Biliary atresia is the most common reason why babies and children need a liver transplant.


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Symptoms and Causes

What are the signs and symptoms of biliary atresia?

The first signs of biliary atresia usually appear a few weeks after birth and include:

  • Jaundice (yellow-colored skin or white parts of the eyes).
  • Pale poop.
  • Dark or amber-colored pee.

Later signs and symptoms of biliary atresia

These symptoms may develop by the time your baby is 6 to 10 weeks old:

  • Itchy skin.
  • Irritability.
  • Trouble gaining weight (failure to thrive) as nutrients aren’t getting absorbed.
  • Swollen belly due to fluid buildup.

When to worry about jaundice

The most obvious sign of biliary atresia is that your baby’s skin and the white parts of their eyes will appear yellow (jaundice). Jaundice is common in newborns and usually goes away after a week or two. But certain conditions like biliary atresia cause jaundice that lasts longer.

If your baby has jaundice beyond two weeks after birth, it’s important to take them to see a healthcare provider right away. It could be a sign of biliary atresia or another condition that needs treatment.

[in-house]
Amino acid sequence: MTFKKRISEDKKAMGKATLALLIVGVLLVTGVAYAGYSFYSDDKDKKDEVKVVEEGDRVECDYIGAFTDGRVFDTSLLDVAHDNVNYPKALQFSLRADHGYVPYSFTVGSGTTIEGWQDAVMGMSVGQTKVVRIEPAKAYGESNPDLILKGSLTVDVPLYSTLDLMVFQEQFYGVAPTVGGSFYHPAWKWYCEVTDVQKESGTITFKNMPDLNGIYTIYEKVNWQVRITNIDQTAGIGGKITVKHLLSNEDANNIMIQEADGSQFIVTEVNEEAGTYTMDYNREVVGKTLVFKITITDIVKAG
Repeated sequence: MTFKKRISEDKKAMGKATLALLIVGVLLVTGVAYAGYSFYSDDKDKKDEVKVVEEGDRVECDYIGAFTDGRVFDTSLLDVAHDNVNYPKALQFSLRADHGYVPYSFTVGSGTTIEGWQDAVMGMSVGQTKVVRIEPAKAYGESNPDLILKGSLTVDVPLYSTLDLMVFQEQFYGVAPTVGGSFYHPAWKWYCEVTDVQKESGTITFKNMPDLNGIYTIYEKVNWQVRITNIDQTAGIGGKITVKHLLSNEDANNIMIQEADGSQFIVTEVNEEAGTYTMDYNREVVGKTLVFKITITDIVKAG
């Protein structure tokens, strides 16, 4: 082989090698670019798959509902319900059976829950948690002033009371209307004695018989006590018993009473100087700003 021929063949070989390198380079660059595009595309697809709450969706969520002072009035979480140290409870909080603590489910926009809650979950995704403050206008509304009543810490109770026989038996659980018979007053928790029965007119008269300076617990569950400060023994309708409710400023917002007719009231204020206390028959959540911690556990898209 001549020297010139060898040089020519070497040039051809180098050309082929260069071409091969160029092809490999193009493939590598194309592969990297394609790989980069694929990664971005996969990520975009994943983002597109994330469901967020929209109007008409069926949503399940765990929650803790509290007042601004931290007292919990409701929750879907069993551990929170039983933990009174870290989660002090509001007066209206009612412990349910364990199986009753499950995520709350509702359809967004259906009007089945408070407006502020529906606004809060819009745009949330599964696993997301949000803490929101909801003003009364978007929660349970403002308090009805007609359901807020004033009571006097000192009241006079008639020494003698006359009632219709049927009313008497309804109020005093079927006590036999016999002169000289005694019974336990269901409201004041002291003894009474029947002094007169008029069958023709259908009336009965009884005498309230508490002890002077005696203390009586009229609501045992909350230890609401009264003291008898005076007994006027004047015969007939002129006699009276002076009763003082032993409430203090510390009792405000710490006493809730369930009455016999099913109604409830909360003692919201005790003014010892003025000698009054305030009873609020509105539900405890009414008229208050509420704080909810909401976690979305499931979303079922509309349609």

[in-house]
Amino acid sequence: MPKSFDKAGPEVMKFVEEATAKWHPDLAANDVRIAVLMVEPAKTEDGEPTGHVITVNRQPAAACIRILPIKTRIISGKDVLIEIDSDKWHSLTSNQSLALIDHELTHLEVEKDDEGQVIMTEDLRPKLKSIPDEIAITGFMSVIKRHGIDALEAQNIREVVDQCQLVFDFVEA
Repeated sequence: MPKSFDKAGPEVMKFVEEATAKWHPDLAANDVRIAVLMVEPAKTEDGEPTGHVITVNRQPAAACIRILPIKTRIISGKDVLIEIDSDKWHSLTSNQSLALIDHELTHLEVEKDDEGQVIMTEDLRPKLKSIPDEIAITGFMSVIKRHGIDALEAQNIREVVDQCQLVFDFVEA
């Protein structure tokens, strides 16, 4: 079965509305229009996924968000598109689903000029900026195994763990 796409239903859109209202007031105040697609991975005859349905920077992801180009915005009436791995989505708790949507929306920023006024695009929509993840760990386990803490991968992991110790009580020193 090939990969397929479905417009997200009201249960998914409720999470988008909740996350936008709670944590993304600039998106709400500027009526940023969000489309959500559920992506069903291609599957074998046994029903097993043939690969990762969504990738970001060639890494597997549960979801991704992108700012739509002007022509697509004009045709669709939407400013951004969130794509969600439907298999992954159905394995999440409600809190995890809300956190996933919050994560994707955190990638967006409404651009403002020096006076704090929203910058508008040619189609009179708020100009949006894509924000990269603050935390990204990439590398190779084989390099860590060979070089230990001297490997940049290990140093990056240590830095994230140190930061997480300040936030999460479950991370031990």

Biliary atresia poop

Babies with biliary atresia have poop that’s light beige or pale in color. Healthcare providers call these, “acholic stools.” The poop is too light because bile can’t reach their intestines. Bile gives poop its normal color, which is typically yellow, brown or green. Call your baby’s provider if you think your baby’s poop isn’t a normal color.

What causes biliary atresia?

Researchers don’t fully understand why this condition occurs and continue to look into possible causes. Some theories suggest somatic genetic mutations may lead to abnormal development of fetal bile ducts. Somatic mutations are those that occur after conception and therefore aren’t passed down by one’s biological parents.

It can be frustrating to hear there’s no clear cause of your baby’s condition. But ongoing research may shed more light on the causes in the coming years.